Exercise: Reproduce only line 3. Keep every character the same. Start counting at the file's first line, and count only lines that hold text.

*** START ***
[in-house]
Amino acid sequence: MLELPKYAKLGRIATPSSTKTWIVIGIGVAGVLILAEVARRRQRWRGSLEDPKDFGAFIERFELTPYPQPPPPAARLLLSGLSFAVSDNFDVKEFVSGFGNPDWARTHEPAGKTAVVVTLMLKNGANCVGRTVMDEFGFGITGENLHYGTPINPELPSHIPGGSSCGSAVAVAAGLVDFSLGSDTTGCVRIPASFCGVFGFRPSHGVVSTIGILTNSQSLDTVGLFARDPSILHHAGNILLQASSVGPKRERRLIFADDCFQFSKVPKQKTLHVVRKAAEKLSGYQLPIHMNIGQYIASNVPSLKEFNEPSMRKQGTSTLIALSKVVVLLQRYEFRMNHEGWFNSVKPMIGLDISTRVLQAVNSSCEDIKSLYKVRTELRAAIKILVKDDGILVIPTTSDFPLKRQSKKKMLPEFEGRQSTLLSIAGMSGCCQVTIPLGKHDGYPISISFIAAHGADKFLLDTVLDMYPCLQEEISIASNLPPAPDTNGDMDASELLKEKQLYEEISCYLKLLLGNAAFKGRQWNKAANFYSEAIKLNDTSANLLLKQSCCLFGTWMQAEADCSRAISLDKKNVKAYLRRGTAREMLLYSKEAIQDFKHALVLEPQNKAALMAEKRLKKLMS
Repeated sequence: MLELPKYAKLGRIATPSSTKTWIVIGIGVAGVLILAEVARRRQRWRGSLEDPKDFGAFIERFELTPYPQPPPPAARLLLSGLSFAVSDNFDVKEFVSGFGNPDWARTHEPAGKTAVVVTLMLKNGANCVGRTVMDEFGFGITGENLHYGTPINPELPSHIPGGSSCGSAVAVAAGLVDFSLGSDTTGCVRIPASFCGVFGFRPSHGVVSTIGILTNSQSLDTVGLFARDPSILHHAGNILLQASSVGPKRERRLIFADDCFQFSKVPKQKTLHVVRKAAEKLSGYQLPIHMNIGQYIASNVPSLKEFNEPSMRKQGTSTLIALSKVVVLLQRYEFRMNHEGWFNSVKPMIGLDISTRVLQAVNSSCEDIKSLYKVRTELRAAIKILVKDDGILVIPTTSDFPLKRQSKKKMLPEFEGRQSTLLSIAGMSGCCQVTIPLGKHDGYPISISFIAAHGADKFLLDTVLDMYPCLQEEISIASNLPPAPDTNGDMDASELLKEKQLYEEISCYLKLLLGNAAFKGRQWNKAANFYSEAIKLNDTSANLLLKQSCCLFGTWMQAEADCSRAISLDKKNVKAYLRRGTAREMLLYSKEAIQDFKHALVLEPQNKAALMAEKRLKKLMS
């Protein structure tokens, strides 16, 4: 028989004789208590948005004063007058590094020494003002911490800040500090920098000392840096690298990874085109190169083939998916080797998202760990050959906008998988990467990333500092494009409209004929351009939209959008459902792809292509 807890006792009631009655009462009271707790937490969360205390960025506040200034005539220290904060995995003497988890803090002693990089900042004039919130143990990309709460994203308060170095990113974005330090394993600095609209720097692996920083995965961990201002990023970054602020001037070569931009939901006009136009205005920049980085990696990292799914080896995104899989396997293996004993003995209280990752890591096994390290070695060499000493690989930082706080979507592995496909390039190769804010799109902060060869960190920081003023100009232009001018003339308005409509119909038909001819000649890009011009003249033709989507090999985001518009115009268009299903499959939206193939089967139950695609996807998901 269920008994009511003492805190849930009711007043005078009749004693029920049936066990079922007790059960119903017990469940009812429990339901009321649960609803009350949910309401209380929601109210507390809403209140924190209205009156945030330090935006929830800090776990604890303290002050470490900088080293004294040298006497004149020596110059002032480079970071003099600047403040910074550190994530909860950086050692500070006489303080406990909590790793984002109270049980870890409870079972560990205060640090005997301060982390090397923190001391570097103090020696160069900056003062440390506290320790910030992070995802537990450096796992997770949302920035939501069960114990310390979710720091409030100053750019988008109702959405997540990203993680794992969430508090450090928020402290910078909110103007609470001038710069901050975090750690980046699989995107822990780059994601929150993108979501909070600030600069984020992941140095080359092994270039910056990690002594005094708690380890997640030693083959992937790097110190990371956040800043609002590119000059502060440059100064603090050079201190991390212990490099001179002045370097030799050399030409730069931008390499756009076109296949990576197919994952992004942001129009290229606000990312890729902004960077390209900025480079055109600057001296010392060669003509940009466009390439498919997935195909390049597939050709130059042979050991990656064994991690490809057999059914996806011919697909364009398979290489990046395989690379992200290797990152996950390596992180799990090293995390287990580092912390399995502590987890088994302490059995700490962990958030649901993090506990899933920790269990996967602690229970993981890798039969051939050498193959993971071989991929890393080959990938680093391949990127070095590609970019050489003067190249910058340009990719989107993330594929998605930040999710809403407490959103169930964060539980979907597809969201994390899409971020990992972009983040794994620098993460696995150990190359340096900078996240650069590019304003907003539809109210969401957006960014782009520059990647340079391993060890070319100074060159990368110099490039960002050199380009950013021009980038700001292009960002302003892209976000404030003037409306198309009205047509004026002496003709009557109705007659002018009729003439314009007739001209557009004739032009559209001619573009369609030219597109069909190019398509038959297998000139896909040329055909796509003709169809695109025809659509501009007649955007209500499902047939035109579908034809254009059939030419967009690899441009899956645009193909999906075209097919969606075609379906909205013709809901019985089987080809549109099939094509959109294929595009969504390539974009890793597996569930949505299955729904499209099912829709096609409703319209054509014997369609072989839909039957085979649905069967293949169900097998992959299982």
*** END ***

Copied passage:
Repeated sequence: MLELPKYAKLGRIATPSSTKTWIVIGIGVAGVLILAEVARRRQRWRGSLEDPKDFGAFIERFELTPYPQPPPPAARLLLSGLSFAVSDNFDVKEFVSGFGNPDWARTHEPAGKTAVVVTLMLKNGANCVGRTVMDEFGFGITGENLHYGTPINPELPSHIPGGSSCGSAVAVAAGLVDFSLGSDTTGCVRIPASFCGVFGFRPSHGVVSTIGILTNSQSLDTVGLFARDPSILHHAGNILLQASSVGPKRERRLIFADDCFQFSKVPKQKTLHVVRKAAEKLSGYQLPIHMNIGQYIASNVPSLKEFNEPSMRKQGTSTLIALSKVVVLLQRYEFRMNHEGWFNSVKPMIGLDISTRVLQAVNSSCEDIKSLYKVRTELRAAIKILVKDDGILVIPTTSDFPLKRQSKKKMLPEFEGRQSTLLSIAGMSGCCQVTIPLGKHDGYPISISFIAAHGADKFLLDTVLDMYPCLQEEISIASNLPPAPDTNGDMDASELLKEKQLYEEISCYLKLLLGNAAFKGRQWNKAANFYSEAIKLNDTSANLLLKQSCCLFGTWMQAEADCSRAISLDKKNVKAYLRRGTAREMLLYSKEAIQDFKHALVLEPQNKAALMAEKRLKKLMS